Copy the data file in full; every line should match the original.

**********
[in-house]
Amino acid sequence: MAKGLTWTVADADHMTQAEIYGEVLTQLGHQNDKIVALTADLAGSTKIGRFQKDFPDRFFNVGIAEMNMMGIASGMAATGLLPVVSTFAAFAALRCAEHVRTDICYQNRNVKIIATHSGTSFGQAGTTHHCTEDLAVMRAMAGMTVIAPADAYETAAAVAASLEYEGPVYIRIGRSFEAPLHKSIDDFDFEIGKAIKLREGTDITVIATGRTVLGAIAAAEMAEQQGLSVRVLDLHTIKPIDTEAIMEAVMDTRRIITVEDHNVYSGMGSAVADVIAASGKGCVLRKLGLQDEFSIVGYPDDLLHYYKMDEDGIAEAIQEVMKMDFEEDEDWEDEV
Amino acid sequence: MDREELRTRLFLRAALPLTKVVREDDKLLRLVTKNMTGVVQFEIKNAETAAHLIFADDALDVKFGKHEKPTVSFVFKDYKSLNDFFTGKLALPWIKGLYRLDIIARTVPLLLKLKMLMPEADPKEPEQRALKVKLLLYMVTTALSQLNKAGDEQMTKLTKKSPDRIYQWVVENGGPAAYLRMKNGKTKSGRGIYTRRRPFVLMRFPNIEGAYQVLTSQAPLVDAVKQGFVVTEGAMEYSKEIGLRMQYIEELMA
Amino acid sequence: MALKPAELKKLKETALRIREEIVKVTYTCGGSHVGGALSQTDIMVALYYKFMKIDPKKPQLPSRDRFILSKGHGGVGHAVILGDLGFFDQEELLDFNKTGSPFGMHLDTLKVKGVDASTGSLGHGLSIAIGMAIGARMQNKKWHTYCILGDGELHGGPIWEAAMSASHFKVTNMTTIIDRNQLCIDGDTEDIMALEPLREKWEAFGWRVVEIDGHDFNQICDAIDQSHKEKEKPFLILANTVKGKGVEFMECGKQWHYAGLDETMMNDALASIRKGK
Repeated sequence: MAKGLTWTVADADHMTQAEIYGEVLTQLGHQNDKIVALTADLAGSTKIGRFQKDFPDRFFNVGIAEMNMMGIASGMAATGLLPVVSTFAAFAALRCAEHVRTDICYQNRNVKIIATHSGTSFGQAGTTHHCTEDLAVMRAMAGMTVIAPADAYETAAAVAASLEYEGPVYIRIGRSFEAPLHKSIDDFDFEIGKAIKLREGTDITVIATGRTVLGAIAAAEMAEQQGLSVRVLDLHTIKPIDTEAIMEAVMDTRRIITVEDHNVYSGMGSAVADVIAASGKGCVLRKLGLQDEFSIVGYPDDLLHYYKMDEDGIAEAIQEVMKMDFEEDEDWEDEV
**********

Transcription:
[in-house]
Amino acid sequence: MAKGLTWTVADADHMTQAEIYGEVLTQLGHQNDKIVALTADLAGSTKIGRFQKDFPDRFFNVGIAEMNMMGIASGMAATGLLPVVSTFAAFAALRCAEHVRTDICYQNRNVKIIATHSGTSFGQAGTTHHCTEDLAVMRAMAGMTVIAPADAYETAAAVAASLEYEGPVYIRIGRSFEAPLHKSIDDFDFEIGKAIKLREGTDITVIATGRTVLGAIAAAEMAEQQGLSVRVLDLHTIKPIDTEAIMEAVMDTRRIITVEDHNVYSGMGSAVADVIAASGKGCVLRKLGLQDEFSIVGYPDDLLHYYKMDEDGIAEAIQEVMKMDFEEDEDWEDEV
Amino acid sequence: MDREELRTRLFLRAALPLTKVVREDDKLLRLVTKNMTGVVQFEIKNAETAAHLIFADDALDVKFGKHEKPTVSFVFKDYKSLNDFFTGKLALPWIKGLYRLDIIARTVPLLLKLKMLMPEADPKEPEQRALKVKLLLYMVTTALSQLNKAGDEQMTKLTKKSPDRIYQWVVENGGPAAYLRMKNGKTKSGRGIYTRRRPFVLMRFPNIEGAYQVLTSQAPLVDAVKQGFVVTEGAMEYSKEIGLRMQYIEELMA
Amino acid sequence: MALKPAELKKLKETALRIREEIVKVTYTCGGSHVGGALSQTDIMVALYYKFMKIDPKKPQLPSRDRFILSKGHGGVGHAVILGDLGFFDQEELLDFNKTGSPFGMHLDTLKVKGVDASTGSLGHGLSIAIGMAIGARMQNKKWHTYCILGDGELHGGPIWEAAMSASHFKVTNMTTIIDRNQLCIDGDTEDIMALEPLREKWEAFGWRVVEIDGHDFNQICDAIDQSHKEKEKPFLILANTVKGKGVEFMECGKQWHYAGLDETMMNDALASIRKGK
Repeated sequence: MAKGLTWTVADADHMTQAEIYGEVLTQLGHQNDKIVALTADLAGSTKIGRFQKDFPDRFFNVGIAEMNMMGIASGMAATGLLPVVSTFAAFAALRCAEHVRTDICYQNRNVKIIATHSGTSFGQAGTTHHCTEDLAVMRAMAGMTVIAPADAYETAAAVAASLEYEGPVYIRIGRSFEAPLHKSIDDFDFEIGKAIKLREGTDITVIATGRTVLGAIAAAEMAEQQGLSVRVLDLHTIKPIDTEAIMEAVMDTRRIITVEDHNVYSGMGSAVADVIAASGKGCVLRKLGLQDEFSIVGYPDDLLHYYKMDEDGIAEAIQEVMKMDFEEDEDWEDEV